GIS Challenges in the Power Industry

Geographic Information Systems (GIS) play a critical role in the power industry. Access to various types of data—such as asset data, project management data, and construction data—is essential for efficient operations. However, as the industry has evolved, so have the complexities and challenges associated with managing this data. This exploration will cover the benefits and challenges of GIS in the power industry and how to address them.

When thinking about GIS, the first image that often comes to mind is maps with assets represented on them. For example, a drawing may show different types of representations of the same asset: squares, circles, poles, and icons. These symbols might represent distribution poles or, in some GIS systems, the actual conductors and circuits that carry the flow of electrons. Essentially, these different representations visualize the same assets in various ways.

One major challenge with GIS is the complexity of data representation and visualization. This complexity includes how data is inputted, updated, and accessed. Often, it requires specialized knowledge to manage these systems, leading to the need for dedicated GIS analysts. These analysts help sort through the complexity and act as references for other personnel. However, this complexity can also create availability issues. Field personnel, who could greatly benefit from access to this data, often find it inaccessible. A dedicated person, acting as a gatekeeper, might control data access, leading to bottlenecks and hindering the timely availability of data to those who need it most.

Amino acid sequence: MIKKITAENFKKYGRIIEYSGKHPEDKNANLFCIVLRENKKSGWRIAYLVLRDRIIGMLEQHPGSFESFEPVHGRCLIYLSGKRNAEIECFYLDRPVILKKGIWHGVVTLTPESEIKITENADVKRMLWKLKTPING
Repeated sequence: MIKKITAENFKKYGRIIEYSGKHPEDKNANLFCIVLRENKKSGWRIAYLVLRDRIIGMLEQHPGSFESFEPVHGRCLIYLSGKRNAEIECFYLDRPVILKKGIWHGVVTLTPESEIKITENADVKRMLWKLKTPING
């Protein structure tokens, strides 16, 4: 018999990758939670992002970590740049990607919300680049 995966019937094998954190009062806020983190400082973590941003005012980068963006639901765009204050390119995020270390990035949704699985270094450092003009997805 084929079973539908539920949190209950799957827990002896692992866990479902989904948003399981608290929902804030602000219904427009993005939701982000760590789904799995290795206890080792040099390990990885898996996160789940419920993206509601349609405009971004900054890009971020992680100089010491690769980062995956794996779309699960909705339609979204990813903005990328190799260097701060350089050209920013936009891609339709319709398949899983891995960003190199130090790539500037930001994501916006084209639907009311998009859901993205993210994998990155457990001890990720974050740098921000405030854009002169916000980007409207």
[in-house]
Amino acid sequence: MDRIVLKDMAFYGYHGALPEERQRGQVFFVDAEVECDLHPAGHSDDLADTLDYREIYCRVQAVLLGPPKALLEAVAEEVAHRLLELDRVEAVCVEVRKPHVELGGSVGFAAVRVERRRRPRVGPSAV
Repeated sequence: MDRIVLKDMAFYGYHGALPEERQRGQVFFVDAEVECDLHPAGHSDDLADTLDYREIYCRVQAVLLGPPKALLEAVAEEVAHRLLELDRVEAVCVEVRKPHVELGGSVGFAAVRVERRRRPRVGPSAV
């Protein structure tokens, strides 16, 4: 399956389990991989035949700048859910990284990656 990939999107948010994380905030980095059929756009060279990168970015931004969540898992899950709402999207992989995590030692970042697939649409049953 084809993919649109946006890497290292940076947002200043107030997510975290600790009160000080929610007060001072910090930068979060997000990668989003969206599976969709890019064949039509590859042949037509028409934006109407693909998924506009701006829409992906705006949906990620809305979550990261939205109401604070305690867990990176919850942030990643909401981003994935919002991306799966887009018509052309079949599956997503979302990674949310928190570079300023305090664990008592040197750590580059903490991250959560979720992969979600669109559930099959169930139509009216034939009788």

Accuracy is another significant issue in GIS. The adage “garbage in, garbage out” applies here. For accurate information, field crews need the ability to update data directly. However, they are often blocked from making updates and must go through cumbersome processes like submitting requests via email. This not only delays updates but also doubles the effort required. For instance, in one project, field personnel had to document data with pen and paper, leading to increased project costs.

For GIS data to be actionable, it must be accessible and timely for both field and back-office personnel. For instance, during an inspection, if a field technician measures the resistivity of a ground wire, a modern GIS should provide immediate feedback on whether additional ground wires are needed. Similarly, real-time communication between the field and the back office, facilitated by dashboards and live feeds, can significantly improve responsiveness to issues like equipment faults or safety hazards.

While there are numerous challenges with GIS, particularly with outdated systems, there are also many opportunities for improvement. By enhancing data accessibility, streamlining update processes, and leveraging real-time communication tools, the efficiency and accuracy of GIS in the power industry can be significantly improved.

Stay tuned for more insights and resources on how to overcome GIS challenges and make the most of this powerful tool in the power industry.


About the Author:

Dr Nathan Wallace, PE has BS degrees in Electrical Engineering, and Physics, a MS in Engineering, and a Ph.D. in Engineering from Louisiana Tech University. Nathan is a CoFounder and Director of GridIntel. Nathan is actively involved in the IEEE-PES PSRC and PSCC technical committees and currently chairs two IEEE standards development working groups. Nathan is a licensed PE in AL, LA, MS, OH, and TN.